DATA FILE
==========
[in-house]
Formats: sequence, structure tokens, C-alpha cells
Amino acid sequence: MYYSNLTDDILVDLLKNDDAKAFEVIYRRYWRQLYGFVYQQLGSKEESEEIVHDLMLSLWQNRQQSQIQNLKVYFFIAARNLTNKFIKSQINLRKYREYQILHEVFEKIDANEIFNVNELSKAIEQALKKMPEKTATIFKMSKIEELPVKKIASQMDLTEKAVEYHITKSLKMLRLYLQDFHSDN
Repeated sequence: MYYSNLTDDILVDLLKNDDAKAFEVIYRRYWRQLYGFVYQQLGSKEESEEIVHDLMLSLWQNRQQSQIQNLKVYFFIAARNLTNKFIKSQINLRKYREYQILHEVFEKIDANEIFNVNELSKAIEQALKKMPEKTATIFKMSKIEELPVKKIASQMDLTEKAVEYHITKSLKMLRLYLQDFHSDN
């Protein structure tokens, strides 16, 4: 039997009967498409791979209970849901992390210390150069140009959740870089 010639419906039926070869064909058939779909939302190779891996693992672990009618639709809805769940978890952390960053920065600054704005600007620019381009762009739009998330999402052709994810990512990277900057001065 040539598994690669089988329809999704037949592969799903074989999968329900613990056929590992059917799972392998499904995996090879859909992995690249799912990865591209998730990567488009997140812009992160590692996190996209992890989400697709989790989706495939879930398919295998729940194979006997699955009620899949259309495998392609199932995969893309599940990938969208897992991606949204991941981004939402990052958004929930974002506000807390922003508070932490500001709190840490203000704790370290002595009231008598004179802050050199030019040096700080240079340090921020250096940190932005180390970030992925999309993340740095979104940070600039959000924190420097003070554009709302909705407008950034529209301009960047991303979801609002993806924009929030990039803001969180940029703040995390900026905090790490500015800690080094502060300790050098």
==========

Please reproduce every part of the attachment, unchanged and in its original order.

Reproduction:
[in-house]
Formats: sequence, structure tokens, C-alpha cells
Amino acid sequence: MYYSNLTDDILVDLLKNDDAKAFEVIYRRYWRQLYGFVYQQLGSKEESEEIVHDLMLSLWQNRQQSQIQNLKVYFFIAARNLTNKFIKSQINLRKYREYQILHEVFEKIDANEIFNVNELSKAIEQALKKMPEKTATIFKMSKIEELPVKKIASQMDLTEKAVEYHITKSLKMLRLYLQDFHSDN
Repeated sequence: MYYSNLTDDILVDLLKNDDAKAFEVIYRRYWRQLYGFVYQQLGSKEESEEIVHDLMLSLWQNRQQSQIQNLKVYFFIAARNLTNKFIKSQINLRKYREYQILHEVFEKIDANEIFNVNELSKAIEQALKKMPEKTATIFKMSKIEELPVKKIASQMDLTEKAVEYHITKSLKMLRLYLQDFHSDN
């Protein structure tokens, strides 16, 4: 039997009967498409791979209970849901992390210390150069140009959740870089 010639419906039926070869064909058939779909939302190779891996693992672990009618639709809805769940978890952390960053920065600054704005600007620019381009762009739009998330999402052709994810990512990277900057001065 040539598994690669089988329809999704037949592969799903074989999968329900613990056929590992059917799972392998499904995996090879859909992995690249799912990865591209998730990567488009997140812009992160590692996190996209992890989400697709989790989706495939879930398919295998729940194979006997699955009620899949259309495998392609199932995969893309599940990938969208897992991606949204991941981004939402990052958004929930974002506000807390922003508070932490500001709190840490203000704790370290002595009231008598004179802050050199030019040096700080240079340090921020250096940190932005180390970030992925999309993340740095979104940070600039959000924190420097003070554009709302909705407008950034529209301009960047991303979801609002993806924009929030990039803001969180940029703040995390900026905090790490500015800690080094502060300790050098």